I come to you with bleary eyes, sick of the sound of my own writing. What better time to pontificate in a blog, eh?
On Friday I received an email with a line-edited version of my novel, Hal Spacejock. This is the rewritten version which Freo Arts Press will be publishing later in the year, and the editor has gone through it line by line to find confusing bits, things which could be expressed better and so on.
I printed the revised version and jumped from one change to the next, applying the ol' red pen and approving or reversing each one. It was easy work, since the editor was kind enough to send me a version with all changes tracked.
Next I took the slab of paper and entered all my own changes into the word processor. Then I printed another copy of the book, took it away and read it cover to cover - all 81,767 words of it. There's something addictive about tweaking a fresh slab of text, and I will often find myself stripping 200 commas from one draft only to insert 250 during the next. (For example, the comma in the previous sentence isn't necessary. But if you take it out and re-read it you might find that a comma after 'text' does indeed improve it.) So, after 17 hours straight I had 250+ A4 pages covered with red scribble. I returned to the computer and entered those changes. Sunday I printed another copy and repeated the process, and this time there were only 2 or 3 changes per 6 or 7 pages. Monday I printed another copy and once again repeated the process. This time there were only 2 or 3 changes per 20 pages. Today I'm reading the book with the red pen lying on the floor beside me - with the understanding that I can only pick it up for stuff-ups.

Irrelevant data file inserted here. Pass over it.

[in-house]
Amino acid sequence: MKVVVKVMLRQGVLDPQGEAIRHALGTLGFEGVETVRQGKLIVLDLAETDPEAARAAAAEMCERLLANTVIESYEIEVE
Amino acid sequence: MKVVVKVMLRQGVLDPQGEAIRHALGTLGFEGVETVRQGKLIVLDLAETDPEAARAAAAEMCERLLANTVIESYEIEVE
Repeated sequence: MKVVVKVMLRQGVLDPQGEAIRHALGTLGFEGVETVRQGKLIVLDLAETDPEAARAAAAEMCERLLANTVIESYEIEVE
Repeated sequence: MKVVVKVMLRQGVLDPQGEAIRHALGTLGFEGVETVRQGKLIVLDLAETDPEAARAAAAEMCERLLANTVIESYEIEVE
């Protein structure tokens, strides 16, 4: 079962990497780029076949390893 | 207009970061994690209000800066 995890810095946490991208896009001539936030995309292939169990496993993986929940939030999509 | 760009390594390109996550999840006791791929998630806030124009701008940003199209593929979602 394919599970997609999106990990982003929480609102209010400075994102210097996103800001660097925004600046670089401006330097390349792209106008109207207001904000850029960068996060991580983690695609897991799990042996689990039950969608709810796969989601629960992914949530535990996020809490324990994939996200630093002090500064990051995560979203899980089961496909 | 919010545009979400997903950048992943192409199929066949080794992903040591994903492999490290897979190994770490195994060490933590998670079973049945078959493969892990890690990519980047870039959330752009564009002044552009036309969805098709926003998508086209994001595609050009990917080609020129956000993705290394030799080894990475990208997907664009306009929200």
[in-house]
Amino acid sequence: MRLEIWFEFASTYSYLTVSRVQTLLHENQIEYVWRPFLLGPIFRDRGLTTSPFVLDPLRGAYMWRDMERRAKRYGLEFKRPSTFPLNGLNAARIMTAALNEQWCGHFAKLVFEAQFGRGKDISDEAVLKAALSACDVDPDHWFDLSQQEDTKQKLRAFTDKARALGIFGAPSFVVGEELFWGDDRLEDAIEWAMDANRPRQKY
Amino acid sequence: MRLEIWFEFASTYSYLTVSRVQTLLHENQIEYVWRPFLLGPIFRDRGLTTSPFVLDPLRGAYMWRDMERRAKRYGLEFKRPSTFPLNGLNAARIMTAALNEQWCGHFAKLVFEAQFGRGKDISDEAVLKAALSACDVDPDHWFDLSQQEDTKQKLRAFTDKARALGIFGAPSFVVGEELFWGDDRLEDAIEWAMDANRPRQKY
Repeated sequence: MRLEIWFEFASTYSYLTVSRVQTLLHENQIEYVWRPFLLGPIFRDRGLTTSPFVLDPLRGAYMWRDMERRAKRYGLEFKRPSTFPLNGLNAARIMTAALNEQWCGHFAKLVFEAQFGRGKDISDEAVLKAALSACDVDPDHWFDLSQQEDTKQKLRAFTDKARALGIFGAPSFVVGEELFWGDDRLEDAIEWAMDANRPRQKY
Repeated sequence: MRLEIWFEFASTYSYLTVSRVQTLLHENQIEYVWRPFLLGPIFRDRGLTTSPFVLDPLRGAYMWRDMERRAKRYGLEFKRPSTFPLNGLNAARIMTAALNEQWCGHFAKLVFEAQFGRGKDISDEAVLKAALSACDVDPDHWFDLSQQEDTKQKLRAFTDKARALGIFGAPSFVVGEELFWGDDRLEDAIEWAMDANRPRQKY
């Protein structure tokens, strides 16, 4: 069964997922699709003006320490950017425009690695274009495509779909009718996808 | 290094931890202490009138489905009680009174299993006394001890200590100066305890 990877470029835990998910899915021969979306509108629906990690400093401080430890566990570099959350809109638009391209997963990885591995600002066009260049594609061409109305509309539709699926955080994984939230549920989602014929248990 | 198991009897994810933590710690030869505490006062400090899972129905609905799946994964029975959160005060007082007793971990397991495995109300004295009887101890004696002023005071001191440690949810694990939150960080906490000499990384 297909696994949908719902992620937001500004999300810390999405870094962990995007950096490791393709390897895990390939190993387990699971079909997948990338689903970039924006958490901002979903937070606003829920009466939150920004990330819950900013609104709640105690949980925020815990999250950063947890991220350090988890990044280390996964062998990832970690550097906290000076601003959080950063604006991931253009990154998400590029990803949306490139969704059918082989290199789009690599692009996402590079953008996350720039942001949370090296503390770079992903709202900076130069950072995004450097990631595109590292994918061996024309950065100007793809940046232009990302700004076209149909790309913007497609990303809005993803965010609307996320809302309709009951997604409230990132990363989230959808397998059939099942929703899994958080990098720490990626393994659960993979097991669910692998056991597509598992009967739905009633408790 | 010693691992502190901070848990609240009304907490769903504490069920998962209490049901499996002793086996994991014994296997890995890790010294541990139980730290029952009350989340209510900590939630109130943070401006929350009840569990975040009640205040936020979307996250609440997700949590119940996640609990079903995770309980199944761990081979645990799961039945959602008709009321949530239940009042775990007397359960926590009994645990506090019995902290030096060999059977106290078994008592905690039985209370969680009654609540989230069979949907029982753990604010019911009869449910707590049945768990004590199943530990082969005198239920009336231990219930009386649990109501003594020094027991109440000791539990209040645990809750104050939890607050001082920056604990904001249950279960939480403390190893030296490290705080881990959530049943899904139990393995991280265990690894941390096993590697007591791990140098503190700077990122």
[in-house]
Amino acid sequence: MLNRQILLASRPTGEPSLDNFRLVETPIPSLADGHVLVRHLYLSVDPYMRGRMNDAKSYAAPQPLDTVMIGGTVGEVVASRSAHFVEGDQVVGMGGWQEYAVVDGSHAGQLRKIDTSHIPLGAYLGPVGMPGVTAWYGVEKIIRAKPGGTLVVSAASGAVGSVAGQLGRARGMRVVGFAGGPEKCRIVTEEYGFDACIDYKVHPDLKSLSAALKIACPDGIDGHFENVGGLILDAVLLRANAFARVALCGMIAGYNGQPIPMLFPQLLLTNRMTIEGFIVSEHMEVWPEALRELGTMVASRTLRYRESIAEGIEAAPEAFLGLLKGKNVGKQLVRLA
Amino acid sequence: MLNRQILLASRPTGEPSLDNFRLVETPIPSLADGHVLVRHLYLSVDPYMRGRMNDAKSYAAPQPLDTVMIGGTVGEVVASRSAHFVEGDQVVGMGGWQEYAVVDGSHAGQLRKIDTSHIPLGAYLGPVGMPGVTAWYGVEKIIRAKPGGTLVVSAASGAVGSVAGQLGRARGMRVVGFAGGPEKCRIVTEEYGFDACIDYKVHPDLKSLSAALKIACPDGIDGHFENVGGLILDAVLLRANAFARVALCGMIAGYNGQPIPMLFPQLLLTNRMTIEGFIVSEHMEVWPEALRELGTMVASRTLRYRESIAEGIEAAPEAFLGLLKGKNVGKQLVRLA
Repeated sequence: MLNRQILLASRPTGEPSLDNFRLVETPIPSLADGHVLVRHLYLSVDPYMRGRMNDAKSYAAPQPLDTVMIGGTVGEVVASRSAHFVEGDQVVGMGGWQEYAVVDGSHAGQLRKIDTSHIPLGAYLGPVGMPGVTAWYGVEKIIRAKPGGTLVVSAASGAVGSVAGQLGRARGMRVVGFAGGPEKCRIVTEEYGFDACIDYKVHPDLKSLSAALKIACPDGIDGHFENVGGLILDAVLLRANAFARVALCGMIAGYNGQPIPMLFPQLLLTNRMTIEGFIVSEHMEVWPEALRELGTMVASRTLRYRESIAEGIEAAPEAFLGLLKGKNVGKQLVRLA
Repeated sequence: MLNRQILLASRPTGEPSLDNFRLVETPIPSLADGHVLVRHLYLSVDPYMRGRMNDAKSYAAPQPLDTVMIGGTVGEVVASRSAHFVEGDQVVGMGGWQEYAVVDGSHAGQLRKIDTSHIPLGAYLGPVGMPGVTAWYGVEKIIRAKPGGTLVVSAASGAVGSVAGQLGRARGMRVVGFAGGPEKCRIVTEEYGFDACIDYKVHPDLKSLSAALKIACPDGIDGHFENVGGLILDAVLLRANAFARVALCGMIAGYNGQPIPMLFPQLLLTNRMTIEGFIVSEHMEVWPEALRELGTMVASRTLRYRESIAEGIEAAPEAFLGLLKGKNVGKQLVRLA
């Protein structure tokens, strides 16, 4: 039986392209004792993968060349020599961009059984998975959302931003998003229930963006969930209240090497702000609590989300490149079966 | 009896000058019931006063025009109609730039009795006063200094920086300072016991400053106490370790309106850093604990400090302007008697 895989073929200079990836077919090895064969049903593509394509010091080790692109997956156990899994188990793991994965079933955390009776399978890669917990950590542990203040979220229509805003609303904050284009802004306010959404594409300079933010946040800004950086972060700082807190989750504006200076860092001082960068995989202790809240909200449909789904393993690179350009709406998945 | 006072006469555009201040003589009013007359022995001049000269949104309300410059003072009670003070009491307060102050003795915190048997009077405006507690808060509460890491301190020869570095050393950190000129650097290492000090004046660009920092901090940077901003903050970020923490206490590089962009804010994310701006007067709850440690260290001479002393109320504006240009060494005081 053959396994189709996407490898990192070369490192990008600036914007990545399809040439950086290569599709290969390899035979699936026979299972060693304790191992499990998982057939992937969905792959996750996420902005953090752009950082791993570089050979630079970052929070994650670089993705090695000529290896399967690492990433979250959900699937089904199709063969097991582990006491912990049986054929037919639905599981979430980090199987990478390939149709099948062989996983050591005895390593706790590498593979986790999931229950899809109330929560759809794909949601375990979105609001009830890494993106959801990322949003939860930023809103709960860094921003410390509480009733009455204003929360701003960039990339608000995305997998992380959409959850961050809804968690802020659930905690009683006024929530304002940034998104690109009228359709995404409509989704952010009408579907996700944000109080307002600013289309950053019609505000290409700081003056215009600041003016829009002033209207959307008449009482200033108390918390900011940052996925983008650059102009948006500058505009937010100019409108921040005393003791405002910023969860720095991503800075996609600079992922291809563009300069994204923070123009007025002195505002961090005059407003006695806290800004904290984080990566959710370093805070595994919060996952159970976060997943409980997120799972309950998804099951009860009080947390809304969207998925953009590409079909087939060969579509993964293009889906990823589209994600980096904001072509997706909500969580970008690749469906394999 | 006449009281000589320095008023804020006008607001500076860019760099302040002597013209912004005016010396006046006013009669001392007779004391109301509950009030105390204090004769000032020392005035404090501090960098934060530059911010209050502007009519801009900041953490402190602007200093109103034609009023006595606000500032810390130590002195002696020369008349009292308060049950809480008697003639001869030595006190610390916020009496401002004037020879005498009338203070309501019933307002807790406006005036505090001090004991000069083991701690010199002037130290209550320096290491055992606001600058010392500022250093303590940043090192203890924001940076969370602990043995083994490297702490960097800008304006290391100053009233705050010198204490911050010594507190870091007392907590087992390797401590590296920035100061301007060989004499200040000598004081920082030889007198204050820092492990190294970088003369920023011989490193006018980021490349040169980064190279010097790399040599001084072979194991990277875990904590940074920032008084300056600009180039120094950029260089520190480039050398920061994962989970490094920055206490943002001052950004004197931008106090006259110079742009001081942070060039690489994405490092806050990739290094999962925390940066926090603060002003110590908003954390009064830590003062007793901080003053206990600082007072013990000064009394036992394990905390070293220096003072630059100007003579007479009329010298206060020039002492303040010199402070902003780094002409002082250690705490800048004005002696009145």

The problem is that I don't know how my editor will react when this little hand-grenade lobs into her inbox. Am I a dedicated professional writer because I did 4 more draft copies to polish this thing to the highest possible standard I'm capable of? Or am I a perfectionist nut who's just created hours more work for an already overworked editor? I feel like the latter to be honest, although I was only striving for the former. She's going to receive this word document evocative of that old joke. (What's black and white and red all over? A draft of Hal Spacejock!) If you've used the 'track changes' mode in a word processor you'll know what I mean - it's possible to switch between the normal black and white mode, and a mode where everything you've deleted shows up in red with a strike-through line right in the middle of the text.
Oh well, tomorrow I'll discover whether I'm Pro or Nut.
Simon Haynes is the author of the Hal Spacejock and Hal Junior series (Amazon / Smashwords / other formats)